Projects

University of Bristol, Stoke Bishop Public Art Strategy

Wills Hall, University of Bristol. Image courtesy of Field Art Projects.

Synopsis

The development of new student accommodation at Hiatt Baker, one of the University of Bristol’s halls of residence within the residential campus at Stoke Bishop, has initiated the development of a public art strategy specific to the historic gardens and parkland of the site whilst maintaining the overall ambition for public art as specified in the original International Public Art Strategy published in 2008.

Field Art Projects were appointed to produce the Public Art Strategy for Stoke Bishop in 2012, and to take forward the initial Artist in Residency programme and commissions for the site.

Description

The Public Art Strategy sets out guidelines for commissioning public art consistent with the University of Bristol’s commitment to best practice and to engage directly with the University’s work.  It takes particular consideration of the opportunities to make both physical and social connections to the built and natural environment of Stoke Bishop, to develop greater use of the public areas across the site and to work with departments within the University, in particular the Botanic Gardens and Department of Plant Sciences based at Stoke Bishop.

The first phase saw the appointment of artist Melanie Jackson who was in residence at Stoke Bishop from February to November 2013 which was followed by the appointment of artist Sarah Staton in early 2014 to propose a permanent art work for the grounds.

Melanie Jackson

Melanie Jackson is an artist whose practice includes a mixture of sculpture, installation, drawing, moving image and printed matter.  Her interest focuses on the ways that objects influence how we experience the world, socialize and empower us, or render us insubstantial.  Most recently her focus has been on exploring plants and the Botanical Garden as a starting point for thinking about form and the generation and ownership of knowledge.  Her most recent exhibition, The Ur-pflanze takes its lead from Goethe’s notion of the ‘primal plant’ that has the potential within itself to generate all possible future forms.  She has exhibited internationally and is a Lecturer at the Slade School of Fine Art, UCL.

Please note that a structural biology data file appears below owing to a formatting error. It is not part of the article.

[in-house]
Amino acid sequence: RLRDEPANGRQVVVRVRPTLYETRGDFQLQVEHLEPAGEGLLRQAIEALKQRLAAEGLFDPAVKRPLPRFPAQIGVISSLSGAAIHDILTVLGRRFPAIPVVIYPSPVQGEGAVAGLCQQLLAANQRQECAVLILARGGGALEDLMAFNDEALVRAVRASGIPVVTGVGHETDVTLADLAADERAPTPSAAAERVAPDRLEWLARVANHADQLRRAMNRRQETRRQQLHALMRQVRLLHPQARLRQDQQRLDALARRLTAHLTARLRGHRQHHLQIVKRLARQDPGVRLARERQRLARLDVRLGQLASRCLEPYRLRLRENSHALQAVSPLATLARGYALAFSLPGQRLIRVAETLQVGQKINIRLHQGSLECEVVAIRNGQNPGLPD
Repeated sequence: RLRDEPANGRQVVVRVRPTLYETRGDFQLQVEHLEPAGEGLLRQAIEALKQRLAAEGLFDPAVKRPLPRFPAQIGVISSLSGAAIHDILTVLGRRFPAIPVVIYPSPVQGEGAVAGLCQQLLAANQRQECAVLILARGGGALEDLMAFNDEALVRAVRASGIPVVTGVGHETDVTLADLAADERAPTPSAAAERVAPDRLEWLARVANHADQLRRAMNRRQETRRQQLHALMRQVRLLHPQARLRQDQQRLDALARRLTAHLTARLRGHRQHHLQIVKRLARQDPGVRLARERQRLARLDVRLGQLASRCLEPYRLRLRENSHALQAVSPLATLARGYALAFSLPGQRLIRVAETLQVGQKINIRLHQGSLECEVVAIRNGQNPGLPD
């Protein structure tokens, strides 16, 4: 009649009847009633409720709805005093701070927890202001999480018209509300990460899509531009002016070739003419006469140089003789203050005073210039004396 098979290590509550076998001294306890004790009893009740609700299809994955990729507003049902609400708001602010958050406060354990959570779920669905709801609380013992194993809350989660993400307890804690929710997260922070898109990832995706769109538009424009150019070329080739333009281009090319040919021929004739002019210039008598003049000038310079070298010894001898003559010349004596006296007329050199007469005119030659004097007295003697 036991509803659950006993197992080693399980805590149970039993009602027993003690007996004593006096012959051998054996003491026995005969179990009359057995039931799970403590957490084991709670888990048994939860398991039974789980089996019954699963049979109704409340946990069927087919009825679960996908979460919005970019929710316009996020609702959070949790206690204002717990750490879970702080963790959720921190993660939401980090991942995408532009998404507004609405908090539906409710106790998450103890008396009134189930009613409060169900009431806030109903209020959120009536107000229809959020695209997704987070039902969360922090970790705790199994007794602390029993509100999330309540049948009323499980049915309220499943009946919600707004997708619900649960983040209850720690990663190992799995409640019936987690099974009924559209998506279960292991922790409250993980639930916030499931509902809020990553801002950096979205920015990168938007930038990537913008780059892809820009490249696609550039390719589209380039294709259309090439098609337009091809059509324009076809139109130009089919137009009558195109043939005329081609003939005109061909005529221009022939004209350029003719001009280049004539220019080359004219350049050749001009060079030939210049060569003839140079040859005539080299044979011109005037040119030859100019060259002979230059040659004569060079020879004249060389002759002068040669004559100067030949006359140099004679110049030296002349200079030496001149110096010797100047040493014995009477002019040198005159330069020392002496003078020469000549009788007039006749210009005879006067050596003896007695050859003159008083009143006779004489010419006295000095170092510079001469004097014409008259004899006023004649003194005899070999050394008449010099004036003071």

Sarah Staton

Sarah Staton’s work has become increasingly prominent and admired in the UK over the past decade, presenting a beguiling mixture of traditional craft techniques with cutting edge technology. Her grounded sculptural forms occupy an edgy aesthetic territory between use value and sheer visual pleasure. She often collaborates with other artists, designers, architects and engineers, and is a natural animator of public space.

Sarah Staton was born in 1971 in London and lives and works in Sheffield and London, where she has recently been appointed to the staff of the Royal College of Art. Staton has been commissioned to create many artworks for the public realm in Europe and the UK including; Sheffield Sevenstone, (2007); Guinevere’s Pavilion (2008); Artisan Apartments (2008); Crucible Theatre (2010); New Art Gallery Walsall (2012); Harold and Maude at Hanningfield Reservoir, Essex (2014), and the Fokestone Triennial (2014).

Field Art Projects

Field Art Projects was founded by Theresa Bergne in 1999 with a clear understanding of what makes a successful and popular arts programme and an interest in the way artists interact and create work in response to the public realm.

Theresa Bergne has worked with local communities, public organisations, private companies, developers, architects, festivals and venues.  She has produced a number of high profile projects as a curator and programmer, such as the landmark art programme for Barts and the London’s Breast Cancer Unit at the West Wing.  Theresa also spent twelve years running the public art programme for the Canary Wharf Group as well as curating and producing a series of independent programmes and commissions.

International Public Art Strategy (University of Bristol)


  • Commissioner

    University of Bristol

  • Produced by

    Field Art Projects

  • Partners

  • Supported by

    University of Bristol